Re: culture as gene-flow regulator: the arunta

Len Piotrowski (
Thu, 26 Sep 1996 21:30:48 GMT

In article <52emnp$> (Gerold Firl) writes:

>[This is getting rediculously tiresome and repetitive]

>In article <>, (Len Piotrowski) writes:

>|> In article <52c1hs$> (Gerold Firl) writes:

>|> >Service lists the sources he used to compile his ethnographic survey; I
>|> >got the impression that spencer and gillen were the primaries. You seem
>|> >to be claiming that service is wrong when he says that "sexual licence"
>|> >was "encouraged" at the large gatherings of the arunta; on what basis
>|> >do you make this claim?

>|> I answered this in a previous post. Perhaps you've forgotten?

>Not a chance. If I had ever seen a post from you documenting why your
>word should be taken in preference to standard anthropological
>references, I wouldn't forget it.

>As I mentioned earlier, my newsreader dropped some posts while I was
>out of the office, so maybe I missed the post in question.

How unfortunate! Let me re-post an earlier response for your sake, Firl:

"Claims by the original ethnographic authors such as "sexual licence," and
unknown paternity have been challenged by later scholars, such as
Levi-Strauss. The highly formalized, proscribed moral and ethical behavior of
aborigines towards one another belie any such free, and easy relationship
amongst persons not belonging to the local group."

From: (Len Piotrowski)
Newsgroups: sci.anthropology
Subject: Re: culture as gene-flow regulator: the arunta [LONG]
Date: Thu, 19 Sep 1996 19:43:05 GMT
Organization: The Ohio State University
Lines: 297
Distribution: world
Message-ID: <>
References: <51muh4$> <> <51pkso$>

>|> >You say that promiscuous sexual activity "has
>|> >never been documented" for the arunta "or any other aboriginal group",
>|> >and yet spencer and gillen traveled among the arunta in the 19th
>|> >century, and according to them that is exactly what happened.

>|> Prove it!

>Wonderful - lenny, you're a peach. What a great example of the warm and
>fuzzy world of subjective postmodernism, or post-rationalism, whatever
>you want to call it. If facts disagree with your dogma, no problem. If
>wishes were horses, postmodernists would ride.

I'm waiting for your "facts" Firl.

>|> >Forgive me if I don't place too much credibility in your
>|> >pronouncements; I'd like to see some evidence. You've made so many
>|> >bogus claims that your presumption of authority in the face of standard
>|> >anthropological sources is less than convincing.

>|> And so Firl's pissing match begins.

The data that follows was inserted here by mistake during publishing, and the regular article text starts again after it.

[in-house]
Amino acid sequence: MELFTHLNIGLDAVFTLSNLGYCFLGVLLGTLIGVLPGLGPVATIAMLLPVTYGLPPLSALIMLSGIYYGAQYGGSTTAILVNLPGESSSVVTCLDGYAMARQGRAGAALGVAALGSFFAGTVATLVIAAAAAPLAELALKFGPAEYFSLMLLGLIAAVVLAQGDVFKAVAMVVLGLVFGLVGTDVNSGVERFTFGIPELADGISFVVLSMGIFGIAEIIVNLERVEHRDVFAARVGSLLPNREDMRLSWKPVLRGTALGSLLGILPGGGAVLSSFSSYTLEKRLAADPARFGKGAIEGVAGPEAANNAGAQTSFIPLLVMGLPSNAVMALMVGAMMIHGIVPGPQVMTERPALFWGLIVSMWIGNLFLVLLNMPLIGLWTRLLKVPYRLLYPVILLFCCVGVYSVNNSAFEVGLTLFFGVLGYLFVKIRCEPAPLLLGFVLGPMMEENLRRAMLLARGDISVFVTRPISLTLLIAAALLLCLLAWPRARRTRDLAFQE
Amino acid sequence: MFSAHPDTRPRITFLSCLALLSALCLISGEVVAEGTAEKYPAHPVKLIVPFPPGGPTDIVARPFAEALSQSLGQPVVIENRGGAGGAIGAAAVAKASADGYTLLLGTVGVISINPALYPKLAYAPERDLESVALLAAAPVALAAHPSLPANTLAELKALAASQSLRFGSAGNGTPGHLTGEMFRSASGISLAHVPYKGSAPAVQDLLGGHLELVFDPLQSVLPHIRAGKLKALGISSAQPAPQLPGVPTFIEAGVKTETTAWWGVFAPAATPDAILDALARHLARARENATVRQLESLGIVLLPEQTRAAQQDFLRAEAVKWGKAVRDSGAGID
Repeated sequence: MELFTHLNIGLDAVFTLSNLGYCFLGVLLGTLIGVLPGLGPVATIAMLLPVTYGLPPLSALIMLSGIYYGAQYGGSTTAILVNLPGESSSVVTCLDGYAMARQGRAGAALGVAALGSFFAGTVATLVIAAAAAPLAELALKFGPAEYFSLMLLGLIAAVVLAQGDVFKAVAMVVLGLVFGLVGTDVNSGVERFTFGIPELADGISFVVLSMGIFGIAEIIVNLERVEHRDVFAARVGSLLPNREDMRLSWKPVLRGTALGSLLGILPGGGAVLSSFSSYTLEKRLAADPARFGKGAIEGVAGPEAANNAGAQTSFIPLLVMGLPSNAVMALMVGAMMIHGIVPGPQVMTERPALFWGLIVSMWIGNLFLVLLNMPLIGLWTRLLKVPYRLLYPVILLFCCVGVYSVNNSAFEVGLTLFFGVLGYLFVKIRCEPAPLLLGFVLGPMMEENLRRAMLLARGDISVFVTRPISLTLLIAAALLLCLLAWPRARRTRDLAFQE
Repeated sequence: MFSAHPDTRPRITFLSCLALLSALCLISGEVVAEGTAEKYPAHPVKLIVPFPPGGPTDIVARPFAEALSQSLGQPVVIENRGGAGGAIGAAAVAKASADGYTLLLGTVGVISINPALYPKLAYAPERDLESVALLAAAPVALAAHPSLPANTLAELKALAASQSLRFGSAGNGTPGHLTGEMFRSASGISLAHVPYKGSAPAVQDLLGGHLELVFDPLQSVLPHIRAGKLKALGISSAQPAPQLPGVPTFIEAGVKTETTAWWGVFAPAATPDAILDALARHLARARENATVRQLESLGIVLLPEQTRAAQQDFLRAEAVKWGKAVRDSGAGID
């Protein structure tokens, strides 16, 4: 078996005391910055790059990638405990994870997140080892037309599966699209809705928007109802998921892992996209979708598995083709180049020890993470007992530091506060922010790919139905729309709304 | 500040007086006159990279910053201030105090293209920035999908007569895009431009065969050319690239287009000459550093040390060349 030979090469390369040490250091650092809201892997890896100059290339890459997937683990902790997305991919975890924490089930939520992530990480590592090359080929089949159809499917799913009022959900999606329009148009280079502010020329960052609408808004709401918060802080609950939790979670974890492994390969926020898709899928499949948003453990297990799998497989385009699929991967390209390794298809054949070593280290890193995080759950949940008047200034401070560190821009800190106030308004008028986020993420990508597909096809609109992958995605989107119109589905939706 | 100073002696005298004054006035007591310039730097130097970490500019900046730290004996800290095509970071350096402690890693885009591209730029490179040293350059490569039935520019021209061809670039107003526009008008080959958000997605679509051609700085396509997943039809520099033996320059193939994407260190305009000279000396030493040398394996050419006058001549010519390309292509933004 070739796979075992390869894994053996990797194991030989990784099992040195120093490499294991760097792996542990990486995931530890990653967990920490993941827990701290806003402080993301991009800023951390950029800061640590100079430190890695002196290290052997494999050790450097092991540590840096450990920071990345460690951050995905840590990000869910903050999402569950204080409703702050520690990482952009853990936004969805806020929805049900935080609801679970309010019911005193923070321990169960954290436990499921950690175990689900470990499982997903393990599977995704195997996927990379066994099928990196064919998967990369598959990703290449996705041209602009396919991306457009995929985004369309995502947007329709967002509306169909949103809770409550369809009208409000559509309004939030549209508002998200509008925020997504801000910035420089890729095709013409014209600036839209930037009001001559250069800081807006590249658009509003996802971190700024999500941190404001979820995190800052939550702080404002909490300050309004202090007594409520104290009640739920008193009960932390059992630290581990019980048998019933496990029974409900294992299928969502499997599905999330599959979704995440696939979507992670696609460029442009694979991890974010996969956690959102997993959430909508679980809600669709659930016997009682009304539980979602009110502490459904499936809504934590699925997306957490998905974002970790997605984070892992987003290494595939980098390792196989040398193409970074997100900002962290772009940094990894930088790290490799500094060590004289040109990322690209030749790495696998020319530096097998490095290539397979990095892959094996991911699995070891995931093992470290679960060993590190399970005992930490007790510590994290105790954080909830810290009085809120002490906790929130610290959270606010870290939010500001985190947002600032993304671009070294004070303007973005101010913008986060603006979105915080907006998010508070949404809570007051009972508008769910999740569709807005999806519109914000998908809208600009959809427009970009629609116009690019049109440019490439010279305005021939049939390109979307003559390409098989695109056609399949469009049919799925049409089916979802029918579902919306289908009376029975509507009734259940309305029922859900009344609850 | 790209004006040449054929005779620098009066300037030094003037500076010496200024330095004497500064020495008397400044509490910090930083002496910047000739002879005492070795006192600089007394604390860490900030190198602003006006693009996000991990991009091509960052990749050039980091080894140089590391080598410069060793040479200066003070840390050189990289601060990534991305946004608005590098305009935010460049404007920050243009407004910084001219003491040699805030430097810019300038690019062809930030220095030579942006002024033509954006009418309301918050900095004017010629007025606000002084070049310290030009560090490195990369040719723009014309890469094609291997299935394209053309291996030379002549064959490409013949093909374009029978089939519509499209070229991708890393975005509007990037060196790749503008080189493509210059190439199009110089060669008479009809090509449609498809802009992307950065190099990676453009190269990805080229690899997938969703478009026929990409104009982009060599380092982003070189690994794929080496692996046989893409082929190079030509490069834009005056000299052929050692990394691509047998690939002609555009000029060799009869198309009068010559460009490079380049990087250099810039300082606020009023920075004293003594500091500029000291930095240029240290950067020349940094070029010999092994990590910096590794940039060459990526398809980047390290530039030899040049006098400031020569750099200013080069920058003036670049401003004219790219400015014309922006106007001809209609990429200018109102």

>sorry, lenny, I'm afraid you're on your own. I'll trust you to man the
>pissoir without any help from me. Just keep an eye on the prevailing winds.

Let me know when those winds are in your face, Firl. : )

>|> He likes making predictions without
>|> evidence, cries when he's asked to produce evidence of his predictions, and
>|> demands that those who ask for evidence of his predictions show him evidence
>|> that he needs to show evidence. Boggles!

>You still don't seem to understand what a prediction is. I've tried
>explaining this to you before. Predictions extend the theory to places
>where there is no evidence - yet. It's much easier to concoct a theory
>explaining known fact than to create one which can make accurate
>predictions. Prediction is key to falsifiability. If my prediction
>regarding variations in sexual positions at home vs. abroad for the
>arunta could be verified, then that would be strong support for the
>hypothesis that arunta customs reflect gene-flow enhancement

Let me quote you something from this months issue of "American Scientist:"

"According to falsificationists, we test a hypothesis by deducing from it a
testable prediction. If this prediction turns out to be false, the hypothesis
from which it is deduced is said to be falsified and must be rejected."

"Conduct, Misconduct and the Structure of Science," by J. Woodward and David
Goodstein, page 482.

Here's another interesting passage:

"... bad scientific behavior consists in refusing to announce in advance what
sorts of evidence would lead one to give up an hypothesis, in ignoring or
discarding evidence contrary to one's hypothesis or in introducing ad hoc,
content-decreasing modifications in one's theories in order to protect them
against refutation. Good scientific method consists in putting forward highly
falsifiable hypotheses, specifying in advance what sorts of evidence would
falsify these hypotheses, testing the hypotheses at exactly those points at